Starry Nights

We strongly recommend that you follow us on Twitter @sfu_science to get the most up to date information on the status of Star Parties.

Thank you to everyone who participated in the July 24th Virtual Starry Nights to watch the comet NEOWISE! 


If you were unable to attend, or would like to watch the sky again, visit this link:


Congratulations to everyone who earned their free telescope! If you want to know more about how you can get one, please visit our Free Telescope Program page here:


If you have any feedback for Starry Nights, please take our short online evaluation:


Watch this page or follow us on Twitter @SFU_Science for our next virtual event!


While we are unable to provide Star Gazing sessions at this time, here are a couple of online resources that we recommend.

For people who want to know what there is to see in the current night sky by eye, there is a weekly series of on-line videos called Star Gazers, of very high quality, intended for the general public:

Sky&Telescope has excellent on-line weekly guide to the sky that serves a similar purpose as Star Gazers (though for reading, not video), good for general audience, but also for beginning amateur astronomers:

Our evening star parties are free and open to the public and equipment or knowledge of astronomy are not necessary.

At our evening star parties you will discover the many wondrous celestial objects that can be seen by the naked eye including; our cratered Moon, distant stars of beautiful colours, constellations that tell of ancient lore, and planets in our solar system that hold important lessons for life on Earth, and elsewhere in the cosmos.

If you have your own binoculars or a telescope, bring it with you. We’ll help you learn about your equipment and show you around the night sky. If you’re an experienced astronomer, share your knowledge and passion for astronomy with budding astronomers.

Star parties are usually held about once a month, but we can't schedule these gatherings in advance, since good weather is important for star gazing. A tentative starry-night gathering is generally announced early on a day in which the weather forecast for that night looks promising.  

We usually meet about an hour after sunset by the Trottier Observatory and Science Courtyard.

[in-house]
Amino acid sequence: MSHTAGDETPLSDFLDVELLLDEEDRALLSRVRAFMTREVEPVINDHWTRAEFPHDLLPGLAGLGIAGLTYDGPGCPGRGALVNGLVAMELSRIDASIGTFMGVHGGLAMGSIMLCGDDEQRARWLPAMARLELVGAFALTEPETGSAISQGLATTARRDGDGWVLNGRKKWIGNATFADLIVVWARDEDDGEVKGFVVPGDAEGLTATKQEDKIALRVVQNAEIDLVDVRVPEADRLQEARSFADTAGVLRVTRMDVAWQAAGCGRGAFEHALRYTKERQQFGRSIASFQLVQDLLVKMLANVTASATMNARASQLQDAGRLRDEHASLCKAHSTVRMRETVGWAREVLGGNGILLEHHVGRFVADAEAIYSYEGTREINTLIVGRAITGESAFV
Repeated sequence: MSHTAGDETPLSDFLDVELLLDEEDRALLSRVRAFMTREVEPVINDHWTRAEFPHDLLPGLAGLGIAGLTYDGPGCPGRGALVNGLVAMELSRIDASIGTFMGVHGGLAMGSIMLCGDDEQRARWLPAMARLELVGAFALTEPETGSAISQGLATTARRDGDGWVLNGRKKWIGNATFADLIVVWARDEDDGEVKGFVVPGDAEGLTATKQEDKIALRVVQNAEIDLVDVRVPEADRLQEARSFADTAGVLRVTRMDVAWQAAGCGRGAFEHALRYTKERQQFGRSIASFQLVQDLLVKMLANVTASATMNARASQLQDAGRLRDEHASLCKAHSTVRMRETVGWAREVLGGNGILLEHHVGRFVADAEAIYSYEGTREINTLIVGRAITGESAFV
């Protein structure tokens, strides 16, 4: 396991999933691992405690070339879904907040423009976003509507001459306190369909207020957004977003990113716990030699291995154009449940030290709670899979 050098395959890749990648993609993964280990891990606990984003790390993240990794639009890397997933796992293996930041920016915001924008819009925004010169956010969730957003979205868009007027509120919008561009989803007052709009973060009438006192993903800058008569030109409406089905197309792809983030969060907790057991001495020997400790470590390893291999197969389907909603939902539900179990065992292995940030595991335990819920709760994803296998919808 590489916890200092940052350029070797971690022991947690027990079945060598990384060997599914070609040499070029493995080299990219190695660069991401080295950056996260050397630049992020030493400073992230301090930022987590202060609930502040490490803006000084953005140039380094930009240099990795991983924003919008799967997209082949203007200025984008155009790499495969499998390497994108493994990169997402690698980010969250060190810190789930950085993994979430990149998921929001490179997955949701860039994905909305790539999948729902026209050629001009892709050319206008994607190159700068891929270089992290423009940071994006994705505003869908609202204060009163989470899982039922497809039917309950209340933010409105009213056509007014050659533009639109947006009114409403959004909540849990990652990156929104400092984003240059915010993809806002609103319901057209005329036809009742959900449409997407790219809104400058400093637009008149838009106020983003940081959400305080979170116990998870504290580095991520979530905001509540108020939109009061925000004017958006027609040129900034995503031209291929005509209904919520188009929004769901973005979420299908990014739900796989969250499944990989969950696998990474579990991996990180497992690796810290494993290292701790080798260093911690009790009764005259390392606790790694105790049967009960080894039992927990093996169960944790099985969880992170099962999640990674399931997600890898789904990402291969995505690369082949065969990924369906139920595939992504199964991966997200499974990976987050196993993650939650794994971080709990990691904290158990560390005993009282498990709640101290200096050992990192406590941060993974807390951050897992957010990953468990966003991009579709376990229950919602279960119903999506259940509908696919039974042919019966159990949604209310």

A tentatively scheduled gathering is subject to cancellation late that day, depending on how the weather develops. Final confirmation that we are "good to go", or not, will generally arrive by email around 4-5 pm the day of the tentative event.  

To obtain the most up-to-date information on whether a Star Party will go ahead or not, please follow us on Twitter @sfutrottobs.

For a campus map with parking and directions, click here.

Observatory House Rules

  • Admittance to the observatory is free to the general public (children are welcome). 
  • We make no guarantee that everyone who comes to Starry Nights will get inside the observatory. We ask for your patience and understanding as we make every effort to accommodate as many people as we can.
  • Once you have looked through the telescope, please make your way back outside so that another guest can have a turn.
  • Flash photography is not permitted inside the observatory.
  • Food and drink is not permitted inside the observatory.
  • SFU is not responsible for the supervision of children at public events. Children should be accompanied by an adult at all times.
  • Please do not touch the telescope - despite its size, it is a sensitive piece of equipment!

Starry Night Etiquette

  • Our operation is run by dedicated volunteers who give generously of their time: they include SFU students, staff, and faculty, and amateur astronomers from the Vancouver Centre of the Royal Astronomical Society of Canada. Please be sure to thank them!
  • Although the observatory may seem to newcomers like the only reason to be at our star nights, our experienced guests know that they will find breathtaking views of many different celestial treasures through our volunteers' portable telescopes, and that half the fun is to have their questions about the universe answered by our friendly and knowledgeable amateur astronomers.
  • Please be sure to take advantage of the portable telescopes set up outside the observatory: these telescopes are the personal property of the experienced, knowledgeable, and friendly amateur astronomers who bring their equipment to campus to share views of breathtaking celestial treasures with our guests.
  • These events may be photographed and/or video recorded by Simon Fraser University for archival, educational and related promotional purposes. By attending or participating in these events, you are giving your consent to be photographed and/or video recorded. If you do not wish to be photographed and/or video recorded, please let us know and move to the side prior to the shoot.
  • SFU is not responsible for the supervision of minors at public events. Minors should be accompanied by an adult at all times.